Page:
Upon this aspect of the denial of the offer falls severest condemnation by the broad Reformed community: "scholasticism!" "rationalism!" "too logical!" "hypcr-Calvinism!"
The denial of the "well-meant offer" is unreformed, because it is theologically logical.
We have listened to the charge. We have considered it carefully. And we are constrained by the love of God's own truth to defend the denial of the offer against this charge.
We do not hold the view of the calling that we do because we think it logical, but because we think it biblical and creedal. Nevertheless, we regard the rational, non-contradictory, logical character of the doctrine as evidence of its truthfulness, rather than as proof of its falsity. That the denial of the offer harmonizes not only with such doctrines as predestination, limited atonement, and efficacious grace but also with Scripture's teachings about God's sovereignty, the power of preaching, and the bondage of the natural human will does not render it suspect, but rather commends it.
The truth of the Bible - Christianity is rational, non-contradictory, and logical. The Triune God is rational, non-contradictory, and logical. For this is the nature of His revelation in Scripture; and this revelation makes Him known as He is. Jesus Christ is "the Word," according to John 1:1ff., literally, "the Logos," (whence our "logic," so that even linguistically "logical" does not have to hang its head in shame among Christians) -- "the logical, non-contradictory Word of God." Because Jesus is the logical Word, He can declare God to us humans (v.18). If He were sheer paradox, an utterly illogical Word, a Jesus Whose word to us is "yes and no," we could know nothing of God, salvation, or heavenly reality (which is exactly the condition of much of the nominally Christian church today).
Biblical truth is propositional (to deny this one must repudiate the Bible as such); and this propositional truth is capable of being understood by the mind enlightened by the Holy Spirit, which is to say that it is logical and non-contradictory. Paul argues by reasoning from premises to conclusions, a procedure based on the logical character of divine truth. John instructs by contrasting opposites, a procedure based on the non-contradictory character of divine truth. And every human instrument of the Author of Scripture teaches on the basis of the fact that a thing cannot both be and not be, or be true and false, in one and the same respect.
The truth of the Christian religion, although it exceeds human comprehension, does not mock our minds. Although Christianity is, finally, supra-rational, it is not irrational. Although it ends in our adoration of the God Whose judgments are unsearchable and Whose ways, past finding out, Christianity does not end in our despairing of knowing anything at all about His judgments and ways.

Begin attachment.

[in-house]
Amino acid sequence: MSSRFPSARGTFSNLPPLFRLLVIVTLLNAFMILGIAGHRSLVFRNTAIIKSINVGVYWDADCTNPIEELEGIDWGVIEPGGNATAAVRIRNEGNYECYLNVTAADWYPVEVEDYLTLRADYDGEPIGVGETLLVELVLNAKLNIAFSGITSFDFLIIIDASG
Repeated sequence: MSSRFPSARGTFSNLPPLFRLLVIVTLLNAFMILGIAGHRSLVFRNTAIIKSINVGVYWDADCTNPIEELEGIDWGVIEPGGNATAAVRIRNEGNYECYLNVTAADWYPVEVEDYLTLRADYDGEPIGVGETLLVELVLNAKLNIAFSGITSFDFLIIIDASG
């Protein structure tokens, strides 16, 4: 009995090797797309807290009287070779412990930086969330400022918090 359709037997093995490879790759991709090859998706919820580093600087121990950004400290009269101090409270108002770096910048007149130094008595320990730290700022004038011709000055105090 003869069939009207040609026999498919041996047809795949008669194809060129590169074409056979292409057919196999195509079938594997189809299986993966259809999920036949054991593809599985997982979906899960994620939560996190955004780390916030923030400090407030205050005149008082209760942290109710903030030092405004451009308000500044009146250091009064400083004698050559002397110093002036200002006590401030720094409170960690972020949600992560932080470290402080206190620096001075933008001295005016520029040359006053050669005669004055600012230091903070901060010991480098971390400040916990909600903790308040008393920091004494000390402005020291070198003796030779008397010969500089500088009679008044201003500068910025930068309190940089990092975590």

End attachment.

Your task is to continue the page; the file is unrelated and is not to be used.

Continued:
In our view of the logical nature of truth, we have the whole, great weight of Christian tradition on our side. Read Augustine. Read especially Augustine's close argumentation in his anti-Pelagian writings. Listen to Luther say at Worms, "Unless I am convicted by Scripture and plain reason.... I cannot and will not recant..." Read the church's creeds, not only the Reformed creeds, but also the ecumenical creeds. They are logical (and ominously all are being discredited today as "philosophical" and "scholastic"). Consider the Westminster Confession's view of the nature of biblical truth when it says in Chapter I, VI, "The whole counsel of God... is either expressly set down in scripture, or by good and necessary consequence may be deduced from Scripture...." Deduction of the counsel of God by good and necessary consequence is an absolute impossibility unless Scripture is logical.
Jesus is perfectly logical in Matthew 22:14 with regard to the matter at issue: the call of the gospel. First, the very fact that He explains the twofold effect of the call shows Jesus to be a logical thinker (if truth is illogical, explanations are ruled out): "For many are called, but few are chosen." Second, the explanation is the difference in the call itself, corresponding to God's differing purpose with the different objects of the call - a logical explanation: The "few," He calls according to election; whereas the "many" are called only outwardly, without any divine love or will to save.
It is part of our defense of the denial of the offer that we take the offensive against the offer. We charge that the offer involves a Calvinist in sheer contradiction. That God is gracious only to some in predestination, but gracious to all in the gospel, and that God wills only some to be saved in predestination but wills all to be saved by the gospel, is flat, irreconcilable contradiction. It is not paradox, but contradiction. I speak reverently: God Himself cannot reconcile these teachings. Nor is there any similarity between this contradiction and the truth of the Trinity that surpasses our understanding. The truth of the Trinity is not contradictory, for it holds that God is one in being and three in persons, not, therefore, one and three in the very same respects.